# How to learn these matlab statements? [closed]

I've been informed what statements we need to know and here are my answers to what they do. Please correct me if I'm mistaken somewhere and please tell me how I learn more advanced statement that I might need e.g. the `.*` and `.^` for element-wise operation I did not yet learn.

``````%  Mini-Matlab:
%  =============
%
%  Find out what these statements do!
%  Then you can write a Matlab-program.

% "%" starts a Matlab comment

x=[2 3]
``````

The above is like an array, a vector that resides in memory after the statement.

`y=[4 5]'`

This is a column vector.

`A=[x; y']`

The semicolon separates the rows of a matrix.

`B=sin(A)`

This is like a regular mathematical function.

`z=x.*y'`

This too is just like a function in the classic math / CS.

`c=A\y`

This is important and solves an equation system but which? How is the original equation stated? Does the above solve Ay=c? Please specify.

`a='Hej'`

The above is just a variable like in any other computer language.

a(2)='a'

The above sets the second element of the vector a to the string 'a'.

`v=3:2:9`

The above constructs a vector from 3 to 9 with the step 2.

`w=5:3:15`

The above constructs a vector from 5 to 15 with the step 3.

`t=0:0.05:10;`

t becomes a vector between 0 and 10 with increments of 0.05.

`f=t.*exp(2*t);`

This is just like a regular function definition.

`plot(t,f)`

This plots the function on the y-axis and the t on the x-axis.

`title('Fin kurva');`

This just sets the title of the graph.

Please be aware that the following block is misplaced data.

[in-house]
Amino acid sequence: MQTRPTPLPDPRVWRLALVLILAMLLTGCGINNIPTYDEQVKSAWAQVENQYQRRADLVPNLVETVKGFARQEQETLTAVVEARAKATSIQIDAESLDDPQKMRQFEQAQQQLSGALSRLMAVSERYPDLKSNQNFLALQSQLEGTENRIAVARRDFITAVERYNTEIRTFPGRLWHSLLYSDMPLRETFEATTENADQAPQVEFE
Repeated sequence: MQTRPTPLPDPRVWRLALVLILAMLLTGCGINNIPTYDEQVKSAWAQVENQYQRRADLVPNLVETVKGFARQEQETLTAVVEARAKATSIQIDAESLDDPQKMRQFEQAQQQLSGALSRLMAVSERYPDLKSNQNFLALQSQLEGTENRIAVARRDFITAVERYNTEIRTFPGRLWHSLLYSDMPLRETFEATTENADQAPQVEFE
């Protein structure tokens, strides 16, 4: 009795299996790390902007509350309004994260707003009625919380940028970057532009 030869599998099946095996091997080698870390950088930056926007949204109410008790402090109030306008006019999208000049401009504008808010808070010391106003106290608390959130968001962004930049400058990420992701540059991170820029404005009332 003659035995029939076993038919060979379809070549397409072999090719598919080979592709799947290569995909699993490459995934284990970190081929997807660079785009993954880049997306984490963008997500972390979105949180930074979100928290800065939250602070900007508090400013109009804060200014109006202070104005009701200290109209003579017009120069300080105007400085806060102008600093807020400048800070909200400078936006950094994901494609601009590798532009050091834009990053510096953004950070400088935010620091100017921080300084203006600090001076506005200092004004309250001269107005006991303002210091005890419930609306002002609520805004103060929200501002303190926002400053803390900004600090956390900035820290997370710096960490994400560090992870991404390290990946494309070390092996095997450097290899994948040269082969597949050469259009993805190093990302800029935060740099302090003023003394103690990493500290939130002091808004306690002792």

`g=3*t.*sin(t);`

This is a more comlex function definition, still easy to understand what it does.

`k=cos(t+2)+sin(t.^2);`

Another simple function definition.

`help XXX % XXX=sin, cos, plot, disp`

``````if CONDITION
STATEMENTS...
end;
``````

Self-explanatory.

``````if CONDITION
STATEMENTS...
else
STATEMENTS...
end;
``````

Also self-explanatory.

``````for VARIABLE = VECTOR
SATSER...
end;
``````

A regular for-loop

``````while VILLKOR
SATSER...
end;
``````

Easy to understand if you ever programmed.

So I think I understand most of the statement but from this list it appears that the most relevant to study is the equation solver c=A\y that I need to practice how to use.

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## closed as not a real question by casperOne♦Aug 9 '12 at 13:48

It's difficult to tell what is being asked here. This question is ambiguous, vague, incomplete, overly broad, or rhetorical and cannot be reasonably answered in its current form. For help clarifying this question so that it can be reopened, visit the help center.If this question can be reworded to fit the rules in the help center, please edit the question.

For learning more there are some great video tutorials blogs.mathworks.com/videos, also the linked blogs of matlab employees give great examples. –  bdecaf Aug 8 '12 at 7:30

`x=[2 3]`

The above is like an array, a vector that resides in memory after the statement.

`[ ... ]` creates a matrix of everything you put inside the brackets. A matrix can be scalar (`1x1`), row-vector (`1xN`), column-vector (`Nx1`) or full blown 2d matrix (`MxN`). Matlab knows also higher dimensional matrices, but you can't input them using the bracket notation (inputting slices (which themselves are 2d) of a higher dimensional matrix is possible however).

`y=[4 5]'`

This is a column vector.

`[4 5]` creates a `1x2` vector, the `'` is the transpose operator, which transforms it to a `2x1` vector.

`A=[x; y']`

The semicolon separates the rows of a matrix.